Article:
Ah, Victorian women. So delicate and genteel in their long, feminine gowns with cinched waists and petticoats. Prim and polite, morning to night. Right?
Well, no. Apparently not, as one magazine discovered when some man thought it was a good idea to ask single women why they’re not married.
I don’t say “some man” in a feminist snark manner. The editor of said magazine was George Newnes, Sherlock Holmes fan and son of a Congregational minister.
Despite that he was not born into a publishing family, Newnes inaugurated what would become known as “New Journalism,” an editorial strategy that included much less focus on political and parliamentary reporting and a strong focus on humor and human interest stories.
Tit-bits was a British weekly magazine. That’s how Brits say tidbits.
Basically, it was a rag-mag.
The kind of magazine that’s churned out every week on the cheapest newsprint available and filled with humor and “human interest” stories. It quickly surged to 400,000 and then 600,000 readers.
Like a mini-encyclopedia it presented a diverse range of tit-bits of information in an easy-to-read format, with the emphasis on human interest stories [Wikipedia]
It also featured short stories by Isaac Asimov and P. G. Wodehouse. Lest you think it was just a Victorian thing — nope. It launched in 1881, true enough, but it was in print until July 1984. In the 50’s it was big on pin-up girls.
Why are you a spinster?
In 1889, the editor asked single women to write in and explain why they aren’t married. The lady with the best response would win a prize and have her reply featured in the paper.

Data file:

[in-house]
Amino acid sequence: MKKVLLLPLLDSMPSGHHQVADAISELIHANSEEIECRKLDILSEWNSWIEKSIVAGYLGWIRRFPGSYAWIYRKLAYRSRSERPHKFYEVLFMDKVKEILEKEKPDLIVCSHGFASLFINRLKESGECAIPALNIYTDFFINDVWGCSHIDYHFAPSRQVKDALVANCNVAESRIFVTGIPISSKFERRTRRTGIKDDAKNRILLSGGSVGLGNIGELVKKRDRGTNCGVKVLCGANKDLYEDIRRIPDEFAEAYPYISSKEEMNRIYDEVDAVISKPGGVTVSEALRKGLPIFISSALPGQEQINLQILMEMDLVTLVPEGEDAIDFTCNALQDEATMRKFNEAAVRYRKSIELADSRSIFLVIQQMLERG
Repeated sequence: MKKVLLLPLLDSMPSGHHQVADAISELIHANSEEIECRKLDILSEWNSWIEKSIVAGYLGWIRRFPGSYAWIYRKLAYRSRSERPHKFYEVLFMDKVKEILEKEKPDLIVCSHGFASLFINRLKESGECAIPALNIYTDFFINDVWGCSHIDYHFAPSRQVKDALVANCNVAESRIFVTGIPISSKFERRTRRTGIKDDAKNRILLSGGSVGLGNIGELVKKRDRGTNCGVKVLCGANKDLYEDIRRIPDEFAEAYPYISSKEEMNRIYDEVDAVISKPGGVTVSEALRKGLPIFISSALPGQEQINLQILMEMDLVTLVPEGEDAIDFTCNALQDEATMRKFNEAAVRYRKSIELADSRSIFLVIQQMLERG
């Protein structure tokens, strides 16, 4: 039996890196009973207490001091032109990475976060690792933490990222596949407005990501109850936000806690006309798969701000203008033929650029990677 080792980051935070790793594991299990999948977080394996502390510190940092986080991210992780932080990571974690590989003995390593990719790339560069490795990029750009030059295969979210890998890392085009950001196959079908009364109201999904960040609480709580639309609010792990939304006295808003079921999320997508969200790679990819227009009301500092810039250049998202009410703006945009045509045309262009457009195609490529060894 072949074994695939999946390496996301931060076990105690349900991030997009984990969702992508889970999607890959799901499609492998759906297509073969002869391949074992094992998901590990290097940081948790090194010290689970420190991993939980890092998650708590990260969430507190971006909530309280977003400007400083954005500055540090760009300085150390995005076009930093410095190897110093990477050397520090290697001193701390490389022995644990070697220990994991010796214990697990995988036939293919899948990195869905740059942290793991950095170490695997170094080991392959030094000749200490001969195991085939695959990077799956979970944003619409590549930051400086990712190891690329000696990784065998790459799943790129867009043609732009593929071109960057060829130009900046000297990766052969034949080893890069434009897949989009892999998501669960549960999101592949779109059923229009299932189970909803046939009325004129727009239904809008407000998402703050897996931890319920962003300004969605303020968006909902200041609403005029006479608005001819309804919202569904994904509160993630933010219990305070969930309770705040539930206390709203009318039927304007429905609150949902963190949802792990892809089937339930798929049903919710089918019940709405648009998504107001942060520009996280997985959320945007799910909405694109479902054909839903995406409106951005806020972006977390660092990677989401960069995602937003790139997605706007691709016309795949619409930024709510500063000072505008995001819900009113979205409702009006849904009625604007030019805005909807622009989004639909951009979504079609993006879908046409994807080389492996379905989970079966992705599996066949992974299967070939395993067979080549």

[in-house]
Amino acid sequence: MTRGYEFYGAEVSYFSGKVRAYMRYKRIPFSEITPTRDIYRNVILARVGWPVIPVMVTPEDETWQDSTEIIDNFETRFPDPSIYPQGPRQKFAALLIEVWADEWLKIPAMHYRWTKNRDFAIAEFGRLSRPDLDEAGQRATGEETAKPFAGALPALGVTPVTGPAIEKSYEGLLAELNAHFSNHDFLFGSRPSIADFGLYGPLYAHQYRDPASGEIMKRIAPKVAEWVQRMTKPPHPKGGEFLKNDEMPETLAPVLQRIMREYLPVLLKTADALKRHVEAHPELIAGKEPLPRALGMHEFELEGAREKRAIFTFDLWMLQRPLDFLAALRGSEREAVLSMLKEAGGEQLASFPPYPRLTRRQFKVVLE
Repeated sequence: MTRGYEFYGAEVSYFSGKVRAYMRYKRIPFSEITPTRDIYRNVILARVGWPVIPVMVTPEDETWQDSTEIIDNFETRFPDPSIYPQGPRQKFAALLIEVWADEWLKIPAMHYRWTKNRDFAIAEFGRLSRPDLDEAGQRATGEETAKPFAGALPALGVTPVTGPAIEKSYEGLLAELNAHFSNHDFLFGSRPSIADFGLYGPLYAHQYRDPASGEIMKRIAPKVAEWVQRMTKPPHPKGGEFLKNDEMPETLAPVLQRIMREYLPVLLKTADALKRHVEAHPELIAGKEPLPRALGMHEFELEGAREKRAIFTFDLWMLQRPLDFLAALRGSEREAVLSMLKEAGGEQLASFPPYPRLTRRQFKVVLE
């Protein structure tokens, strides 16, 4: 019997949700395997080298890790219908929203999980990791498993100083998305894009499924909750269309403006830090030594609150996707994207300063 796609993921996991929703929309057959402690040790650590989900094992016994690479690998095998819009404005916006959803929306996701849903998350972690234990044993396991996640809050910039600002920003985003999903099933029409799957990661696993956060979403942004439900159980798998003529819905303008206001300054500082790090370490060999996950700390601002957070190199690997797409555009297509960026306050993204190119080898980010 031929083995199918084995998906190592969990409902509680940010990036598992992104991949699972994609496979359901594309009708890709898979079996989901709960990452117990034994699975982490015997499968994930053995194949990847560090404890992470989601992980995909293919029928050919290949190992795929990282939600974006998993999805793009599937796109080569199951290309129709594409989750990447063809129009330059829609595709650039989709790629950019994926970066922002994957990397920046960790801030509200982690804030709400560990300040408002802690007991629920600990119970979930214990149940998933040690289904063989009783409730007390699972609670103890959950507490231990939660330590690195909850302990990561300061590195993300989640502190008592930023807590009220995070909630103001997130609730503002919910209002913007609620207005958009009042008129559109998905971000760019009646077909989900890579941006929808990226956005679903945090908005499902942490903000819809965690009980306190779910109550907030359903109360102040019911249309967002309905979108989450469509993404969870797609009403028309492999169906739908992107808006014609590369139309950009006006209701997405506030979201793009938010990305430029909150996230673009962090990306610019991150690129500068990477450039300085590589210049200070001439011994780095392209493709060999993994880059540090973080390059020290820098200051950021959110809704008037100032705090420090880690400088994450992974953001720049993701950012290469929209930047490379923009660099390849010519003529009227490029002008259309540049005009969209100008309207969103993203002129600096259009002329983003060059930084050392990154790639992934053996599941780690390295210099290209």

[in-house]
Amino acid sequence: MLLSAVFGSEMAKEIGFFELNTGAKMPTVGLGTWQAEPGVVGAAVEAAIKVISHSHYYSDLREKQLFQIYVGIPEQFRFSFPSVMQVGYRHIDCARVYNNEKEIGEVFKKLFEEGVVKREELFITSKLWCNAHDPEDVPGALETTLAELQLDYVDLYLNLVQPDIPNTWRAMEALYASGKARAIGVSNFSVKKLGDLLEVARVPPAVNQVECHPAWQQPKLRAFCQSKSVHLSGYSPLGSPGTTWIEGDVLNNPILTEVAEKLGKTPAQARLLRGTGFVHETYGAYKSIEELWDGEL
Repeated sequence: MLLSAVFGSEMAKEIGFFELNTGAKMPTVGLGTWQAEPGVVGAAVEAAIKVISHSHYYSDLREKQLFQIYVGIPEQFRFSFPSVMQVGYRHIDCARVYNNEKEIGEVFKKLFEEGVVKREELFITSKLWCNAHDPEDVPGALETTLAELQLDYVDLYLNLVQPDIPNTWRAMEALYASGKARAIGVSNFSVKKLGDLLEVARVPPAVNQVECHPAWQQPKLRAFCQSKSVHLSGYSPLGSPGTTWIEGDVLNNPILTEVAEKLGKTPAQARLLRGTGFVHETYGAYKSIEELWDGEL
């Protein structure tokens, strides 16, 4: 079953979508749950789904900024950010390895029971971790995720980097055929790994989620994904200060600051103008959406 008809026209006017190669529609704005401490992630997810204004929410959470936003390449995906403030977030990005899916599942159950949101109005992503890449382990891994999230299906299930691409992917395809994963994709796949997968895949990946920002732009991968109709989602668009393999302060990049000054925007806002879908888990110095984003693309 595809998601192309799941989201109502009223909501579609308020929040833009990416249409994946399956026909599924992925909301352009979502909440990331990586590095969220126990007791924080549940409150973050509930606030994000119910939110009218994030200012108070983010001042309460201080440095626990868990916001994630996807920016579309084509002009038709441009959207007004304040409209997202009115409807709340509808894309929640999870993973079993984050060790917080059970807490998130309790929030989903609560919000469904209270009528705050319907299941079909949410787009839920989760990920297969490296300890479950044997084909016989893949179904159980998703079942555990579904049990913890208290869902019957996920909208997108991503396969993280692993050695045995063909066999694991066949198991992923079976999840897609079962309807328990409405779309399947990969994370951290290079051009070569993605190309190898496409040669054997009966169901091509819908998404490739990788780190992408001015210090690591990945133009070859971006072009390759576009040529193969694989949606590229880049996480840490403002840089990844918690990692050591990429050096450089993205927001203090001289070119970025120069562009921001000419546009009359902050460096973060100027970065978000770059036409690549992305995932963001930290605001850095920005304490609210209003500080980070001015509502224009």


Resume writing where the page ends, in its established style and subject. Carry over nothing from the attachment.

It was a goose/gander thing. The editor had run a similar “Why are you a bachelor?” feature in a previous issue. He thought he’d try it again with the ladies. Dude had no idea what he was in for.
Mostly, much hilarity and a little snark from a lot of single women and a great response from an editor that actually had a sense of humor.
First, he didn’t feature the best response. He ran a full page of them.
Waiting for Mr. Darcy?
Some weren’t spinsters by choice and confessed as much. They just couldn’t find “the one” and didn’t have the luck of Jane Austen’s Bennett sisters.
Because I am like the Rifle Volunteers: always ready, but not yet wanted.
Miss Annie Thompson, No 2A, Belmont Street
Because (like a piece of rare china) I am breakable, and mendable, but difficult to match. — Miss S. A. Roberts, The Poplars